Argentina’s Biofuels Chamber, The EPA, The National Biodiesel Board, and the European Union!? Who knew Soybean Oil policies could be so exciting. Now the article doesn’t link this policy change to a fall in prices, and this policy change happened last week, so it’s unlikely that this is what caused such a drop. However, this policy change from the EPA will create more supply because Argentina happens to be the world’s largest exporter of Soybean Oil, and now it can export to the U.S., and it will be accepted the same as Soybean oil produced in the states. Will this increase in supply fuel an implosion from soybean oil? We don’t know that answer… but we do know it can’t go to zero.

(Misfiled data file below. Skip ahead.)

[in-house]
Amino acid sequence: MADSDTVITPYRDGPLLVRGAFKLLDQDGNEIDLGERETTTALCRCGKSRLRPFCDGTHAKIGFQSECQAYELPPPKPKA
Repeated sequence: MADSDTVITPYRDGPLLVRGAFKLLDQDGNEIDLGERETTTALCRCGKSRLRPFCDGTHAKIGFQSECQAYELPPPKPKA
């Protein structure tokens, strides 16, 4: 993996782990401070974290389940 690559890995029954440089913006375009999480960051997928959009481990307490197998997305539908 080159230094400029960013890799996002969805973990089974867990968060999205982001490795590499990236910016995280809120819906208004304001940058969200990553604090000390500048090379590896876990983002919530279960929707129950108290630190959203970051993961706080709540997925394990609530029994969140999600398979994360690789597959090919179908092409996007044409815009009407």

So have fun eating that stir fry, French fries, or whatever you’re having off that griddle. You might just be enjoying some Vegetable Soybean Oil.

2014 – Best/Worst Performing Asset Classes

What “sport” has 1000’s of teams, no rules, gets played night and day across the world with a scoreboard updated minute by minute, day by day, year by year, and decade by decade? It’s none other than the “game” of investing, where a new year is a great time to see where different assets finished in relation to each other.

Now, we’ve said before that comparing different asset class performances is like comparing apples and oranges, so we won’t make too much of Managed Futures coming in “second place” But, hey, if you can’t trumpet managed futures good year on a managed futures blog, where can you do it? We’re just happy Managed Futures proved that they have unique return drivers, and can perform when stocks are moving up or down. (For more on how and why managed futures performed the way they did, see our 2014 Managed Futures Strategy Review).